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Volume 2013 (2013), Article ID 459405, 29 pages
Review Article

Laboratory Diagnosis of Invasive Aspergillosis: From Diagnosis to Prediction of Outcome

Mycology Reference Centre, Department of Microbiology, Leeds Teaching Hospitals Trust, Leeds LS1 3EX, UK

Received 15 October 2012; Accepted 14 November 2012

Academic Editors: J. R. Blazquez, G. Comi, and C.-Y. Hung

Copyright © 2013 Richard C. Barton. This is an open access article distributed under the Creative Commons Attribution License, which permits unrestricted use, distribution, and reproduction in any medium, provided the original work is properly cited.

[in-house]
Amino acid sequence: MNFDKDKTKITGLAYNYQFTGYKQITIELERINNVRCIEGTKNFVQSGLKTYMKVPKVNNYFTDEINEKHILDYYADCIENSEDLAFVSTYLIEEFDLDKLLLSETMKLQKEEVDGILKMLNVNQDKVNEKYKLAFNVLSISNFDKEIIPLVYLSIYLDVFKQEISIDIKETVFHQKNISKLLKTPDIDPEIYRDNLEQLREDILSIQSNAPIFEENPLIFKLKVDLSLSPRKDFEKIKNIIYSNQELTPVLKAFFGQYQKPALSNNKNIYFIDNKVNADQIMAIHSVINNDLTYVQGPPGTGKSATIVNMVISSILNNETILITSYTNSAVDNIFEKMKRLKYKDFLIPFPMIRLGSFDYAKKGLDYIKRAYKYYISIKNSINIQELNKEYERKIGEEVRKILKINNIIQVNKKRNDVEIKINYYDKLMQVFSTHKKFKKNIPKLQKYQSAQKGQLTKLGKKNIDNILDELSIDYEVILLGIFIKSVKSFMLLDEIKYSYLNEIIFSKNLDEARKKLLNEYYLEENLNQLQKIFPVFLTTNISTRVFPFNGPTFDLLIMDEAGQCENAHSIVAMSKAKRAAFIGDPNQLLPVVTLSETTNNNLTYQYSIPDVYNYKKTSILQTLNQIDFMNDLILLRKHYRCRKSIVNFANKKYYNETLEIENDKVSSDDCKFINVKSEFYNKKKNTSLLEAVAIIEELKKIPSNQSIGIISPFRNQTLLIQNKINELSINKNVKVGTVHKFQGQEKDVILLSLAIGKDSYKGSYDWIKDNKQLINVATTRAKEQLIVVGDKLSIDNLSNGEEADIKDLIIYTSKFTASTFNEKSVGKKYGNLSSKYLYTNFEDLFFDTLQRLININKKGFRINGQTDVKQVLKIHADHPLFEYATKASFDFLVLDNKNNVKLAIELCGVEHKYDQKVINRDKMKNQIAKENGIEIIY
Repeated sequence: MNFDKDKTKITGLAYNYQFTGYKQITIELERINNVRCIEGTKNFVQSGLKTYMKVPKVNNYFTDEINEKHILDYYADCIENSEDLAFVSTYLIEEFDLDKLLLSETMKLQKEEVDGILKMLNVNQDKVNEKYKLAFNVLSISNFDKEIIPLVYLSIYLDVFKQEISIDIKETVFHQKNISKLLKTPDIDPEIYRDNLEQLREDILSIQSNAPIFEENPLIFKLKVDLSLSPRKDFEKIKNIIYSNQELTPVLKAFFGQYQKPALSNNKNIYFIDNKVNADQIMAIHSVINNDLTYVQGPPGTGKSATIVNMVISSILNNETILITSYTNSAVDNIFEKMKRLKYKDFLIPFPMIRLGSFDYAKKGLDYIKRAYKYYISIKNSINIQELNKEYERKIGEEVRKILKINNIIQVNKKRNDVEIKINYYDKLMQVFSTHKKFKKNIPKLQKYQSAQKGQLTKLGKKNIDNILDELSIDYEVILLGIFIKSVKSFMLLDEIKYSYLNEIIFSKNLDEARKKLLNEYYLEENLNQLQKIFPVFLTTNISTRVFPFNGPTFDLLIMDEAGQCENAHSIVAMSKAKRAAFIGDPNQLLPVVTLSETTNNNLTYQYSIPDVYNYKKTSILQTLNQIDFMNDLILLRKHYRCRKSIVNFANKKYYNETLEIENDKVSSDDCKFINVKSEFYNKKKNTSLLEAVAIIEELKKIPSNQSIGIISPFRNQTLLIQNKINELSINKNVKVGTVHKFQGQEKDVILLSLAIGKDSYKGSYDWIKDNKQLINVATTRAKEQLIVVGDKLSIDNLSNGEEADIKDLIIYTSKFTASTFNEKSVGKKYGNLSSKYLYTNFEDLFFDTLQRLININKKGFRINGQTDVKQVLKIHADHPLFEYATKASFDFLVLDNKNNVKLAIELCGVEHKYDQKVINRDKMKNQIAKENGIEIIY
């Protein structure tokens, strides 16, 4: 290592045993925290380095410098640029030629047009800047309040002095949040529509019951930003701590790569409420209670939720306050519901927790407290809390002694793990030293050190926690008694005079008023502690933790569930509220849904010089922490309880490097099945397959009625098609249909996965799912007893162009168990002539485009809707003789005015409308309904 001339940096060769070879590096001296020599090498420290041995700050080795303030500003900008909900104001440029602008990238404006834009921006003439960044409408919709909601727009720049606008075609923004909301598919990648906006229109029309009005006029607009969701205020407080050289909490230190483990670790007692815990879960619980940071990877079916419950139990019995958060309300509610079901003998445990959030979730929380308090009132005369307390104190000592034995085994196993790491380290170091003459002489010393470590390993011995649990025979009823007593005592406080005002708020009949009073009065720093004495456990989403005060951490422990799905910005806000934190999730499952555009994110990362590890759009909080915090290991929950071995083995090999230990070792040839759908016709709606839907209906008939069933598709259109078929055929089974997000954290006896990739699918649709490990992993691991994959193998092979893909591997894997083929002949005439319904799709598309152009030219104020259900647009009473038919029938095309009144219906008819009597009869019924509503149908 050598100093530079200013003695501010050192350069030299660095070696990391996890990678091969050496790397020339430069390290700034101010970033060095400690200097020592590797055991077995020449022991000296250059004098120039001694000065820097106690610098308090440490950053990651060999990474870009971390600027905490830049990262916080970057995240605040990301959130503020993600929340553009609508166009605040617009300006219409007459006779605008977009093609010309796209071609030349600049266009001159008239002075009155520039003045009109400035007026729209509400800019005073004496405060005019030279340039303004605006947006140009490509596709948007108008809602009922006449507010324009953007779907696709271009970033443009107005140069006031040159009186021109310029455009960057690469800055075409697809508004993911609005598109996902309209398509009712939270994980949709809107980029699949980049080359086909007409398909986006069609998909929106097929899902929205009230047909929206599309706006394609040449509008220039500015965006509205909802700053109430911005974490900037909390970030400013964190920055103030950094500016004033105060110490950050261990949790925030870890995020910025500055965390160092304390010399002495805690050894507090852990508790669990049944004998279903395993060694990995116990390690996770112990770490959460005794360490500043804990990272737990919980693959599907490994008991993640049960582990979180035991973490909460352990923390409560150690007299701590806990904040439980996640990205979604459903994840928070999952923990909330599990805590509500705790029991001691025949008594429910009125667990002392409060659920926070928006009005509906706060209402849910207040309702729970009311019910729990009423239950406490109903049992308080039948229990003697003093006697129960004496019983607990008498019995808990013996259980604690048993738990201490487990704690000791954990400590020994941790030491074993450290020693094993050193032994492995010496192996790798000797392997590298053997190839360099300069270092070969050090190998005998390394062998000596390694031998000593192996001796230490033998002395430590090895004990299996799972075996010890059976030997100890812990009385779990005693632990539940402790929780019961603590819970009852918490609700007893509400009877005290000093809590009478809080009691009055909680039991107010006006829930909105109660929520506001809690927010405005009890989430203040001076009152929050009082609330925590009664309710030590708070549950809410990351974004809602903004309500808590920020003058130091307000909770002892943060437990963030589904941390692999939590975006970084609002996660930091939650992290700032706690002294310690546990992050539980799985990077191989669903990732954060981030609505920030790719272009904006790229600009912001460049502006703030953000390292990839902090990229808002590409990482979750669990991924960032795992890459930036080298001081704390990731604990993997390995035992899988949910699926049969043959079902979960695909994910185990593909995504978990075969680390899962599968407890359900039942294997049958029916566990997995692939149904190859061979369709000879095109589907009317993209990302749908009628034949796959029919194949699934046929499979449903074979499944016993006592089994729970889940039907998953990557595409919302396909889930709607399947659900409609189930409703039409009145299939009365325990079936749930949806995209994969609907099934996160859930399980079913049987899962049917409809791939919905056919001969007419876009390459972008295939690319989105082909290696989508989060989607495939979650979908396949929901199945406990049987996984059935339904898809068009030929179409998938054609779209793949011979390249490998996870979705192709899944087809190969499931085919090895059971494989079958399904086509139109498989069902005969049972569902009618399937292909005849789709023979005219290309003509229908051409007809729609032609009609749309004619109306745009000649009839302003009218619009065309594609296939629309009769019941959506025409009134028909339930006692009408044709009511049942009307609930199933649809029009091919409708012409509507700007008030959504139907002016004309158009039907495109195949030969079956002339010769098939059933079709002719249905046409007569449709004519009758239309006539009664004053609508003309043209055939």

Invasive aspergillosis (IA), an infection caused by fungi in the genus Aspergillus, is seen in patients with immunological deficits, particularly acute leukaemia and stem cell transplantation, and has been associated with high rates of mortality in previous years. Diagnosing IA has long been problematic owing to the inability to culture the main causal agent A. fumigatus from blood. Microscopic examination and culture of respiratory tract specimens have lacked sensitivity, and biopsy tissue for histopathological examination is rarely obtainable. Thus, for many years there has been a great interest in nonculture-based techniques such as the detection of galactomannan, β-D-glucan, and DNA by PCR-based methods. Recent meta-analyses suggest that these approaches have broadly similar performance parameters in terms of sensitivity and specificity to diagnose IA. Improvements have been made in our understanding of the limitations of antigen assays and the standardisation of PCR-based DNA detection. Thus, in more recent years, the debate has focussed on how these assays can be incorporated into diagnostic strategies to maximise improvements in outcome whilst limiting unnecessary use of antifungal therapy. Furthermore, there is a current interest in applying these tests to monitor the effectiveness of therapy after diagnosis and predict clinical outcomes. The search for improved markers for the early and sensitive diagnosis of IA continues to be a challenge.